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Lindholm v. BMW of North America, LLC

United States District Court, D. South Dakota, Central Division

August 17, 2016

BRUCE LINDHOLM, individually and as personal representative of the ESTATE OF ALEXANDER NELS LINDHOLM, and VANOOSHEH LINDHOLM, individually, Plaintiffs,
v.
BMW OF NORTH AMERICA, LLC, Defendant.

          OPINION AND ORDER GRANTING DEFENDANT'S MOTION FOR SUMMARY JUDGMENT

          ROBERTO A. LANGE, UNITED STATES DISTRICT JUDGE

         This case is a products liability and wrongful death action brought by Bruce Lindholm, individually and as personal representative of the Estate of Alexander Nels Lindholm, and Vanoosheh Lindholm (collectively "Plaintiffs") against BMW of North America, LLC ("Defendant"), stemming from a tragic accident that occurred on July 5, 2013. Doc. 1-1. Plaintiffs seek monetary relief, including attorney's fees and punitive damages. Doc. 1-1. Defendant moved for summary judgment on all claims, Doc. 28, which Plaintiffs oppose, Doc. 32. For the reasons explained below, Defendant's motion is granted.

         I. PRELIMINARY ISSUES

         Defendant complied with Local Rule 56.1(A) of the Civil Local Rules of Practice of the United States District Court for the District of South Dakota by filing a statement of material facts along with their motion for summary judgment. Doc. 42. Local Rule 56.1(B) requires the party opposing a motion for summary judgment, to "respond to each numbered paragraph in the moving party's statement of material facts with a separately numbered response and appropriate citations to the record." D.S.D. Civ. LR 56.1(B). All material facts set forth by the moving party are deemed admitted "unless controverted by the opposing party's response to the moving party's statement of material facts." D.S.D. Civ. LR 56.1(D). Plaintiffs filed their own statements of undisputed facts, Doc. 33, but did not file a response under Local Rule 56.1(B). Nevertheless, to ensure that the facts are viewed in the light most favorable to Plaintiffs as the non-moving party, this Court draws the facts not only from Defendant's Statement of Undisputed Material Facts, but also from documents supporting Plaintiffs' Brief in Opposition to Defendant's Motion for Summary Judgment where appropriate.

         This Court heard oral argument from counsel on June 1, 2016. Docs. 49, 50. At the close of that hearing, this Court stated that because additional discovery was ordered after Defendant filed its motion for summary judgment and in order for the record to be complete, both parties would be permitted to supplement the record with any affidavits or other materials that the parties believed to be important in the Court's consideration of whether there is a genuine issue as to any material fact. Doc. 50 at 40-12; see also Docs. 37, 48. Neither party objected to the Court's acceptance of additional materials at that time. See Doc. 50 at 40-12. Thereafter, Plaintiffs' counsel submitted additional materials opposing Defendant's motion for summary judgment, including an affidavit and "Analysis Summary" from Plaintiffs' expert, Aaron Lalley ("Lalley"), and information surrounding two prior incidents of Storz cantilever jacks apparently failing. Docs. 53, 55-1, 55-2, 55-3, 55-4, 55-5. Defendant now objects to this Court's consideration of that additional information. Defendant first maintains that Plaintiffs failed to submit an affidavit or declaration pursuant to Federal Rule of Civil Procedure Rule 56(d) stating why they could not present the supplemental material earlier. Doc. 57 at 2. Defendant second argues that Lalley's "Analysis Summary" and affidavit should be excluded from the record because the "Analysis Summary"-which Defendant characterizes as a fourth report-was untimely produced and the affidavit is inconsistent with Lalley's previous testimony. Doc. 57 at 1-10.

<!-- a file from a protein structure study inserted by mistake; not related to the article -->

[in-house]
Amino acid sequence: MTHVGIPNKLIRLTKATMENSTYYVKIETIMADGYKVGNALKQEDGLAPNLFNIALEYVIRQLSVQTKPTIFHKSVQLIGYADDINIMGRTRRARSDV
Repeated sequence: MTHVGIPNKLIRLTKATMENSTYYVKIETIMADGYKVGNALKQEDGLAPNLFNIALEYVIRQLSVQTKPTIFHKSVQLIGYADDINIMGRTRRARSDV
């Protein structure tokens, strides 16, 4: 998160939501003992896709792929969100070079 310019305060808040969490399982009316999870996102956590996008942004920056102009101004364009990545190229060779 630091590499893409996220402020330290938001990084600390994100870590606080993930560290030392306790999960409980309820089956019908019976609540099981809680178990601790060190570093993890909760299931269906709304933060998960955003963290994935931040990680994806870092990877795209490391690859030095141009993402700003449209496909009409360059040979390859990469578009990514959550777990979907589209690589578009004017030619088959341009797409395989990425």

Rule 56(d) provides that "[i]f a nonmovant shows by affidavit or declaration that, for specified reasons, it cannot present facts essential to justify its opposition, the court may: (1) defer considering the motion or deny it; (2) allow time to obtain affidavits or declarations or to take discovery; or (3) issue any other appropriate order." Fed.R.Civ.P. 56(d). Plaintiffs' counsel submitted an adequate Rule 56(d) declaration in their Brief Pursuant to Federal Rule 56(d) in Further Opposition to Defendant's Motion for Summary Judgment, Doc. 55, and at the oral argument hearing, this Court allowed both parties time to submit additional materials to complete the record before this Court ruled on Defendant's motion for summary judgment, including expert materials. District courts are afforded "great discretion in determining whether to strike expert testimony that is either undisclosed or disclosed in contravention of the court's scheduling order, " Sheesley v. Cessna Aircraft Co., No. 02-4185 KES, 2006 WL 3042793, at *4 (D.S.D. Oct. 24, 2006), and the Federal Rules of Civil Procedure "should be construed, administered, and employed by the court ... to secure the just, speedy, and inexpensive determination of every action and proceeding, " Fed.R.Civ.P. 1. Thus, under Rule 56(d) and in an effort to provide a "just" consideration of Plaintiffs' case, Defendant's objection is overruled, and this Court will consider the supplemental materials submitted by Plaintiffs.